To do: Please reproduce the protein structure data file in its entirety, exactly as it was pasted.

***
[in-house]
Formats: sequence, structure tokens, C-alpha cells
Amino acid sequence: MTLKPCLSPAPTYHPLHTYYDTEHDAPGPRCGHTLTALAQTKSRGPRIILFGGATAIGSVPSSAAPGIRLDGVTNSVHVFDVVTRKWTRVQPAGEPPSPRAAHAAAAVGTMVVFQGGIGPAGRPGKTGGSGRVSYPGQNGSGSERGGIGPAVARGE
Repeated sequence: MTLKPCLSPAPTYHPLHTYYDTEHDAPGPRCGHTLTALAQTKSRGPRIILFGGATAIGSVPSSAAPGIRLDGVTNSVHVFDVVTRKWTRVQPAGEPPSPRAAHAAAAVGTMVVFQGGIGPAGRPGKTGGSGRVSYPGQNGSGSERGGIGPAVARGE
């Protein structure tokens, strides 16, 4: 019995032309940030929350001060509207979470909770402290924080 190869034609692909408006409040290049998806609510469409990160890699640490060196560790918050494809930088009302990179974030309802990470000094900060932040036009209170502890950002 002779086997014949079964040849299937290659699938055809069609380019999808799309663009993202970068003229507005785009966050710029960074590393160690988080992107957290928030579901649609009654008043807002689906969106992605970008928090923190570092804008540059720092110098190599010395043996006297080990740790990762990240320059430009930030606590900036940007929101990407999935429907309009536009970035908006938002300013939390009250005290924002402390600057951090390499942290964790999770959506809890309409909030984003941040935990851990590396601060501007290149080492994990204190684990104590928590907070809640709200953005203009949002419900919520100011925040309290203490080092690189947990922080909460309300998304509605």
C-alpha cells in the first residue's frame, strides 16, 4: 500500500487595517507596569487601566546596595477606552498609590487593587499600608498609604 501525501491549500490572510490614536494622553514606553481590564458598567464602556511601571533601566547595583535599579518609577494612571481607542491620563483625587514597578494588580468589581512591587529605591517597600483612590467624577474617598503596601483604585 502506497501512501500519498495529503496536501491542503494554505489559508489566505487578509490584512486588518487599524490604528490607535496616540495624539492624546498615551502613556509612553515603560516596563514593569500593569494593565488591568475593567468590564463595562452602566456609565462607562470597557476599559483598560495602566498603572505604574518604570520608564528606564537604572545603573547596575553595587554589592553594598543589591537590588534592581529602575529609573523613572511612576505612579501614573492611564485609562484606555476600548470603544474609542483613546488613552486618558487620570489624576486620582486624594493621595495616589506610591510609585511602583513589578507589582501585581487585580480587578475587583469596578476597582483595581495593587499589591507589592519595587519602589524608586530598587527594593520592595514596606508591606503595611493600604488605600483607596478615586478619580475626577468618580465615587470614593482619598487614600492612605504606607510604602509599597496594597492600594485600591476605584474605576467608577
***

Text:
[in-house]
Formats: sequence, structure tokens, C-alpha cells
Amino acid sequence: MTLKPCLSPAPTYHPLHTYYDTEHDAPGPRCGHTLTALAQTKSRGPRIILFGGATAIGSVPSSAAPGIRLDGVTNSVHVFDVVTRKWTRVQPAGEPPSPRAAHAAAAVGTMVVFQGGIGPAGRPGKTGGSGRVSYPGQNGSGSERGGIGPAVARGE
Repeated sequence: MTLKPCLSPAPTYHPLHTYYDTEHDAPGPRCGHTLTALAQTKSRGPRIILFGGATAIGSVPSSAAPGIRLDGVTNSVHVFDVVTRKWTRVQPAGEPPSPRAAHAAAAVGTMVVFQGGIGPAGRPGKTGGSGRVSYPGQNGSGSERGGIGPAVARGE
């Protein structure tokens, strides 16, 4: 019995032309940030929350001060509207979470909770402290924080 190869034609692909408006409040290049998806609510469409990160890699640490060196560790918050494809930088009302990179974030309802990470000094900060932040036009209170502890950002 002779086997014949079964040849299937290659699938055809069609380019999808799309663009993202970068003229507005785009966050710029960074590393160690988080992107957290928030579901649609009654008043807002689906969106992605970008928090923190570092804008540059720092110098190599010395043996006297080990740790990762990240320059430009930030606590900036940007929101990407999935429907309009536009970035908006938002300013939390009250005290924002402390600057951090390499942290964790999770959506809890309409909030984003941040935990851990590396601060501007290149080492994990204190684990104590928590907070809640709200953005203009949002419900919520100011925040309290203490080092690189947990922080909460309300998304509605």
C-alpha cells in the first residue's frame, strides 16, 4: 500500500487595517507596569487601566546596595477606552498609590487593587499600608498609604 501525501491549500490572510490614536494622553514606553481590564458598567464602556511601571533601566547595583535599579518609577494612571481607542491620563483625587514597578494588580468589581512591587529605591517597600483612590467624577474617598503596601483604585 502506497501512501500519498495529503496536501491542503494554505489559508489566505487578509490584512486588518487599524490604528490607535496616540495624539492624546498615551502613556509612553515603560516596563514593569500593569494593565488591568475593567468590564463595562452602566456609565462607562470597557476599559483598560495602566498603572505604574518604570520608564528606564537604572545603573547596575553595587554589592553594598543589591537590588534592581529602575529609573523613572511612576505612579501614573492611564485609562484606555476600548470603544474609542483613546488613552486618558487620570489624576486620582486624594493621595495616589506610591510609585511602583513589578507589582501585581487585580480587578475587583469596578476597582483595581495593587499589591507589592519595587519602589524608586530598587527594593520592595514596606508591606503595611493600604488605600483607596478615586478619580475626577468618580465615587470614593482619598487614600492612605504606607510604602509599597496594597492600594485600591476605584474605576467608577